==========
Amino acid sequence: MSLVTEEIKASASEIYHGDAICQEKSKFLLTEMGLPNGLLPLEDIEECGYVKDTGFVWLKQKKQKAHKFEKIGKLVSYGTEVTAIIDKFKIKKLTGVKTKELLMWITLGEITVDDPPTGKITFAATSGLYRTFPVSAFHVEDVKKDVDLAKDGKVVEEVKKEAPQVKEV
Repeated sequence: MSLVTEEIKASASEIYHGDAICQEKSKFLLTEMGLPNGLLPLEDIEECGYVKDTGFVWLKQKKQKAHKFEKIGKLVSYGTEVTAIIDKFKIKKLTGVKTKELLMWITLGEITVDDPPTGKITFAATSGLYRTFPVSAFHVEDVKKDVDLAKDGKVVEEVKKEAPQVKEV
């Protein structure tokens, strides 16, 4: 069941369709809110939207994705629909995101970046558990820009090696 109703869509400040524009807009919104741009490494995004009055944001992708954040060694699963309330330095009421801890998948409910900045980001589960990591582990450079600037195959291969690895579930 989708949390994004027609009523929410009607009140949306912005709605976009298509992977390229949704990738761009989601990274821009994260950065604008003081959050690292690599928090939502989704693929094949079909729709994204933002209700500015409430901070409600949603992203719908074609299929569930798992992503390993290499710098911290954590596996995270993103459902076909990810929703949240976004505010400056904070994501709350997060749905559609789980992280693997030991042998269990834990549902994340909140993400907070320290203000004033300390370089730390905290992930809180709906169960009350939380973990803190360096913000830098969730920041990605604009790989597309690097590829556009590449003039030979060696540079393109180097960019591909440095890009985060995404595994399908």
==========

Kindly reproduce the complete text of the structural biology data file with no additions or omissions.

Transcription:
Amino acid sequence: MSLVTEEIKASASEIYHGDAICQEKSKFLLTEMGLPNGLLPLEDIEECGYVKDTGFVWLKQKKQKAHKFEKIGKLVSYGTEVTAIIDKFKIKKLTGVKTKELLMWITLGEITVDDPPTGKITFAATSGLYRTFPVSAFHVEDVKKDVDLAKDGKVVEEVKKEAPQVKEV
Repeated sequence: MSLVTEEIKASASEIYHGDAICQEKSKFLLTEMGLPNGLLPLEDIEECGYVKDTGFVWLKQKKQKAHKFEKIGKLVSYGTEVTAIIDKFKIKKLTGVKTKELLMWITLGEITVDDPPTGKITFAATSGLYRTFPVSAFHVEDVKKDVDLAKDGKVVEEVKKEAPQVKEV
């Protein structure tokens, strides 16, 4: 069941369709809110939207994705629909995101970046558990820009090696 109703869509400040524009807009919104741009490494995004009055944001992708954040060694699963309330330095009421801890998948409910900045980001589960990591582990450079600037195959291969690895579930 989708949390994004027609009523929410009607009140949306912005709605976009298509992977390229949704990738761009989601990274821009994260950065604008003081959050690292690599928090939502989704693929094949079909729709994204933002209700500015409430901070409600949603992203719908074609299929569930798992992503390993290499710098911290954590596996995270993103459902076909990810929703949240976004505010400056904070994501709350997060749905559609789980992280693997030991042998269990834990549902994340909140993400907070320290203000004033300390370089730390905290992930809180709906169960009350939380973990803190360096913000830098969730920041990605604009790989597309690097590829556009590449003039030979060696540079393109180097960019591909440095890009985060995404595994399908």